In the era of the fax machine, letter-of-intent day on college campuses were a lot like those in Dave Rubio’s Arizona volleyball office, 1998.
Deep-dish anxiety ruled. Sometimes chaos prevailed.
When Rubio entered his McKale Center office on letter-of-intent day, he expected a program-changing fax from Dana Burkholder, probably the nation’s No. 1 setter prospect, a Bakersfield, California, whiz who had told Rubio she planned to sign with Arizona over USC, UCLA, Ohio State and Wisconsin.
No fax arrived. On the worst possible day, the fax machine in Rubio’s office failed. It took a full day for Burkholder’s binding letter-of-intent to reach the coach’s hands.
Once delivered, Rubio compared Burkholder’s potential impact to that of Arizona basketball All-American Mike Bibby, who had helped the Wildcats win the 1997 national championship.
Bingo. Four years later, Burkholder, a two-time first-team All-American, led Arizona to volleyball’s Final Four. A year earlier, she was the key part of Arizona’s first (and only) Pac-10 championship.
It all came true.
Now, director of the vast Forza 1 volleyball organization in Southern California, a performance and training center with more than 60 coaches and 1,000 athletes, Burkholder speaks of her Arizona days modestly. True to her role as a setter, it’s about the team, not about Dana Burkholder.
But one thing does draw a tone of awe from the Bakersfield High School graduate.
When reminded she was the 2000 Pac-10 Player of the Year, sandwiched by 1999 winner Kerri Walsh and 2001 winner Logan Tom — perhaps the two leading volleyball players in conference history — Burkholder momentarily grows silent.
“They were at the top,” she says. “I’m fortunate to be in that type of company.”
Burkholder, now 39, graduated from Arizona with degrees in art history and creative writing but really never considered a life that didn’t include volleyball.
“I spent a year working for a newspaper — Bear Essential News for Kids — mostly in ad sales and as an ad rep, but I definitely wanted to be a coach,” she says. “Dave was such a good role model; it has been a rewarding way to make a living.”
Forza 1 is a titan of the youth volleyball industry in Southern California. Burkholder directs training centers in Pasadena, Hemet, Ontario and Temecula, which is her day-to-day headquarters.
There are so many moving parts — so many travel teams, training sessions and weekend tournaments — that Burkholder isn’t likely to be spotted on the beach near her childhood home in Mission Viejo.
“I’ve learned to create time and space for myself; I don’t have typical time off that others do — weekends are very busy — but I do my best to refuel,” she says.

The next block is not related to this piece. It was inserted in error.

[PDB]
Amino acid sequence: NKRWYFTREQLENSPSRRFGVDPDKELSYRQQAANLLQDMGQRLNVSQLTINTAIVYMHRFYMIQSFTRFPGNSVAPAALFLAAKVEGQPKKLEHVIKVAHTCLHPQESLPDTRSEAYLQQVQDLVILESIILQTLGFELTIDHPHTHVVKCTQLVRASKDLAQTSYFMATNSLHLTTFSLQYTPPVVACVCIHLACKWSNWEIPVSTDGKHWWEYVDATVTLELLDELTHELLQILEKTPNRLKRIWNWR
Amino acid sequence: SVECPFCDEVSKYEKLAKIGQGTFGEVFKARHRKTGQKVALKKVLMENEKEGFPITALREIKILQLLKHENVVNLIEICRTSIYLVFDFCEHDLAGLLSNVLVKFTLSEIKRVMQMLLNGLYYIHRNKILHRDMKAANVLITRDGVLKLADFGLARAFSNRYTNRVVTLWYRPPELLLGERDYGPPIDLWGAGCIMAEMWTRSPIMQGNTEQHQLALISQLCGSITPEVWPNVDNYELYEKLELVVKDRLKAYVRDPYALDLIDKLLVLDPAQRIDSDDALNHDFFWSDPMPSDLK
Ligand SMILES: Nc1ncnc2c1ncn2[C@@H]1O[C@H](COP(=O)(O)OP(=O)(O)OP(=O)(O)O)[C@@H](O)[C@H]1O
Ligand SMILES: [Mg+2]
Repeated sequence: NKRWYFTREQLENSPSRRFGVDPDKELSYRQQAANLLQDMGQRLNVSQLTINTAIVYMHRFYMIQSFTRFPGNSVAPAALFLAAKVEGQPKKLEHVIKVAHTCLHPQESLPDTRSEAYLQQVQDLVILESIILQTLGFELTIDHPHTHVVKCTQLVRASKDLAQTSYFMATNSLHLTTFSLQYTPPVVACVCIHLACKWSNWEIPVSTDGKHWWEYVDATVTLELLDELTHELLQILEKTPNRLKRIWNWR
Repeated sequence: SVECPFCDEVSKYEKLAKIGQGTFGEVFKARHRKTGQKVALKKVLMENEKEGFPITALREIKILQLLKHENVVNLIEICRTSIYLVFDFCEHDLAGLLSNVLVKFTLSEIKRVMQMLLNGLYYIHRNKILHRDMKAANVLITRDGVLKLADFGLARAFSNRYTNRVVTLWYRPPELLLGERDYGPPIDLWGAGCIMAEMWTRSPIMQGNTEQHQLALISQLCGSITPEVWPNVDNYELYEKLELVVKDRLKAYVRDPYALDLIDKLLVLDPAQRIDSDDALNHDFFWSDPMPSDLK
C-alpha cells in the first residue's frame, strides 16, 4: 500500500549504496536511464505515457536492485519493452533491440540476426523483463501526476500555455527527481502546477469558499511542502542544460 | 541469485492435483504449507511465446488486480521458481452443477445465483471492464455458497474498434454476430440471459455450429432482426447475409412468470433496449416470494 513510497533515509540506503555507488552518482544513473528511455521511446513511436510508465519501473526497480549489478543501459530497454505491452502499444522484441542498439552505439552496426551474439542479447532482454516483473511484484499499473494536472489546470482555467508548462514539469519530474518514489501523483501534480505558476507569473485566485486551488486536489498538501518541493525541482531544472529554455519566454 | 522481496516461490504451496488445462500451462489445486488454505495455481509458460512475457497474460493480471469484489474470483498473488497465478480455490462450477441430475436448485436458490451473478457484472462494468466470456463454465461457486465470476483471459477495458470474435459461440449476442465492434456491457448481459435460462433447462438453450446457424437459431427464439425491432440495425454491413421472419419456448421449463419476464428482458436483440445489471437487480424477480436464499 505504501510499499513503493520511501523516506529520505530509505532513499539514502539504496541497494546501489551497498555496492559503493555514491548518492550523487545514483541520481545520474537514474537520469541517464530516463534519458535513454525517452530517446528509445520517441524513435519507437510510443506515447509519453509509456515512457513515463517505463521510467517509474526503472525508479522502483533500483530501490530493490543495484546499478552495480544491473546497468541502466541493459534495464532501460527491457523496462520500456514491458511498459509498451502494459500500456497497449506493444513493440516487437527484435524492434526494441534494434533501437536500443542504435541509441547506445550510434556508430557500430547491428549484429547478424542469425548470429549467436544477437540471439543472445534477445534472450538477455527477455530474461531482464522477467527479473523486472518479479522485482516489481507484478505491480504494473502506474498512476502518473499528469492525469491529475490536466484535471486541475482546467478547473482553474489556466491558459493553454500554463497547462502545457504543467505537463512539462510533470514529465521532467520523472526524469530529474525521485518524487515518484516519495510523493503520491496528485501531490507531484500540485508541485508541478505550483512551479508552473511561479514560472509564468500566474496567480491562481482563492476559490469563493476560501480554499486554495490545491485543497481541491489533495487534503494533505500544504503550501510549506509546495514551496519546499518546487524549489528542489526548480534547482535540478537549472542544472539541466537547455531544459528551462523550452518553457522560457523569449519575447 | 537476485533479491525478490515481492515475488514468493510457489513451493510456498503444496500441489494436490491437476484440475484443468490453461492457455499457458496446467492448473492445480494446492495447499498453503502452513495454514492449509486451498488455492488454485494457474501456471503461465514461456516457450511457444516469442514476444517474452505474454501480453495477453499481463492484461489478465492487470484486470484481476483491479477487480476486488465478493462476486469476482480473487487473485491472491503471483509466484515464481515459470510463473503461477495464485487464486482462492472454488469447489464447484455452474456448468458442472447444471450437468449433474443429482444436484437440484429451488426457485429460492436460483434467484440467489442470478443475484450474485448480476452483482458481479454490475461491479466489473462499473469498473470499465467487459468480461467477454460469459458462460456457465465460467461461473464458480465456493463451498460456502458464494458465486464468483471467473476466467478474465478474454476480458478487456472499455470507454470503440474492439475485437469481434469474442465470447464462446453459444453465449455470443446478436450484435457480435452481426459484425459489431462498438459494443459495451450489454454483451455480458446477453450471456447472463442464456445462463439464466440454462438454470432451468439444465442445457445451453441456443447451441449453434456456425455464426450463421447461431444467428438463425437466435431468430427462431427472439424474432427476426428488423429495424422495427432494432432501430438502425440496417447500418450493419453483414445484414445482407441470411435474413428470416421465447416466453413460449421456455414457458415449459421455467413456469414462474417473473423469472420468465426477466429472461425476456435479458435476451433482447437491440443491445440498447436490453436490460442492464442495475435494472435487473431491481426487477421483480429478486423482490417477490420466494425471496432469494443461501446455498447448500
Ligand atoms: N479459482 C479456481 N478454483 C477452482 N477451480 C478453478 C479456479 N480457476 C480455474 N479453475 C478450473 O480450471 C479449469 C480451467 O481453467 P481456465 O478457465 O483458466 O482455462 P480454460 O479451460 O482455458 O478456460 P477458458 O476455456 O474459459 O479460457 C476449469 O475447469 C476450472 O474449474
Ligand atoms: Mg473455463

“A lot of coaching is giving of yourself, it’s what I enjoy. It’s what I wanted.”
How did Arizona land a franchise-type recruit of Burkholder’s level?
Part of it was that Burkholder’s summer league club coach, Jennifer Nickels, played for Rubio’s Cal State Bakersfield teams of the early ’90s. Part of it was Burkholder was impressed by the way Rubio had built Arizona’s program into a steady Pac-10 contender.
The recruiting class of 1998 included Burkholder and San Diego’s Jill Talbot, who was also a first-team All-American in Arizona’s Final Four season of 2001. It was a right-place, right-time scenario.
The ’01 Wildcats went 14-4 in the Pac-10, surely the most difficult conference in women’s college volleyball, finishing No. 3 behind 17-1 Stanford and 16-2 USC. But the Wildcats got a second shot at USC in the Elite Eight. It was probably the most significant volleyball match in Arizona history.
“It was a one of those breakthrough moments you dream about,” Burkholder says now. “We were behind in the fifth game, and I don’t think many people gave us much of a chance. I remember thinking ‘I don’t know if this is going to happen,’ but all of a sudden we turned it around and won. I was awestruck.
“I’ll always remember that feeling.”
Arizona will remember Burkholder, too. The Wildcats went 96-28 in her career. She ranks No. 1 in five career statistical categories, the most impressive of which is 5,424 assists. That’s 212 more than anyone else in school history. It would be almost impossible to pick the top volleyball player in UA history — Talbot, Kim Glass, Madi Kingdon, Caren Kemner and Melissa McLendon were either first-team All-Americans or Olympians — but Burkholder is in the conversation.
After graduating from Arizona in 2002, Burkholder became the boys and girls head volleyball coach at Mountain View High School, spent two years with the USA Volleyball program, played professionally in Italy and even served as one of Rubio’s assistant coaches, in 2005-06.
Burkholder’s goal to be part of America’s 2004 Athens Olympics team took a different path.
“I competed so hard in college that by the time 2004 rolled around, I felt like my competitive drive had subsided a bit,” she says. “As much as I enjoyed training with the national team — I felt I was at the level that I could’ve made the Olympic team — I just didn’t make the commitment needed. You have to give your life to the sport, and I had already done that in college. I moved on. I have no regrets.”